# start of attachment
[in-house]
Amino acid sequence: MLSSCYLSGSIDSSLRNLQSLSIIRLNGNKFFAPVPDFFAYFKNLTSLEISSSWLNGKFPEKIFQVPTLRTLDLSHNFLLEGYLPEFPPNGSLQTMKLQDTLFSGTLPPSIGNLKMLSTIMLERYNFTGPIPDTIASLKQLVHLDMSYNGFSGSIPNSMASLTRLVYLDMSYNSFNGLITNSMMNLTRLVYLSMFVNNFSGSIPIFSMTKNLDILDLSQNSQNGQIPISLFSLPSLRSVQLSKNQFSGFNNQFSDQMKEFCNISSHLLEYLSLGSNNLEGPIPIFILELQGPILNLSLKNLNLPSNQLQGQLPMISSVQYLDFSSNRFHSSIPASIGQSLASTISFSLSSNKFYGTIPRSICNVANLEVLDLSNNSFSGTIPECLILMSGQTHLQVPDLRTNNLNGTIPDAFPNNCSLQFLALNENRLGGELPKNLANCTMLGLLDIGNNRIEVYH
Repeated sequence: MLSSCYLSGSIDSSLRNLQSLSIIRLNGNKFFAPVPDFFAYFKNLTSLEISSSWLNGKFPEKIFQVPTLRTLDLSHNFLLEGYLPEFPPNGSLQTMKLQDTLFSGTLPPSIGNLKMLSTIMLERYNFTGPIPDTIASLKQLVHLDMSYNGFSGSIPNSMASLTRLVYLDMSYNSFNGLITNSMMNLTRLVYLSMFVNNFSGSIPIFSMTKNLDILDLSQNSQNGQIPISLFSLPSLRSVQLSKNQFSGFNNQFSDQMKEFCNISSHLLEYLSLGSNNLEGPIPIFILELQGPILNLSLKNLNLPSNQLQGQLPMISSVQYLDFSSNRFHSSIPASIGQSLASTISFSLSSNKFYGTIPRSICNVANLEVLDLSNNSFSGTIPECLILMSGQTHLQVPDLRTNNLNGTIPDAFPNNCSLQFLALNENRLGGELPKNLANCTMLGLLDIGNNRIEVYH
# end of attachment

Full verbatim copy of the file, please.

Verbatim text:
[in-house]
Amino acid sequence: MLSSCYLSGSIDSSLRNLQSLSIIRLNGNKFFAPVPDFFAYFKNLTSLEISSSWLNGKFPEKIFQVPTLRTLDLSHNFLLEGYLPEFPPNGSLQTMKLQDTLFSGTLPPSIGNLKMLSTIMLERYNFTGPIPDTIASLKQLVHLDMSYNGFSGSIPNSMASLTRLVYLDMSYNSFNGLITNSMMNLTRLVYLSMFVNNFSGSIPIFSMTKNLDILDLSQNSQNGQIPISLFSLPSLRSVQLSKNQFSGFNNQFSDQMKEFCNISSHLLEYLSLGSNNLEGPIPIFILELQGPILNLSLKNLNLPSNQLQGQLPMISSVQYLDFSSNRFHSSIPASIGQSLASTISFSLSSNKFYGTIPRSICNVANLEVLDLSNNSFSGTIPECLILMSGQTHLQVPDLRTNNLNGTIPDAFPNNCSLQFLALNENRLGGELPKNLANCTMLGLLDIGNNRIEVYH
Repeated sequence: MLSSCYLSGSIDSSLRNLQSLSIIRLNGNKFFAPVPDFFAYFKNLTSLEISSSWLNGKFPEKIFQVPTLRTLDLSHNFLLEGYLPEFPPNGSLQTMKLQDTLFSGTLPPSIGNLKMLSTIMLERYNFTGPIPDTIASLKQLVHLDMSYNGFSGSIPNSMASLTRLVYLDMSYNSFNGLITNSMMNLTRLVYLSMFVNNFSGSIPIFSMTKNLDILDLSQNSQNGQIPISLFSLPSLRSVQLSKNQFSGFNNQFSDQMKEFCNISSHLLEYLSLGSNNLEGPIPIFILELQGPILNLSLKNLNLPSNQLQGQLPMISSVQYLDFSSNRFHSSIPASIGQSLASTISFSLSSNKFYGTIPRSICNVANLEVLDLSNNSFSGTIPECLILMSGQTHLQVPDLRTNNLNGTIPDAFPNNCSLQFLALNENRLGGELPKNLANCTMLGLLDIGNNRIEVYH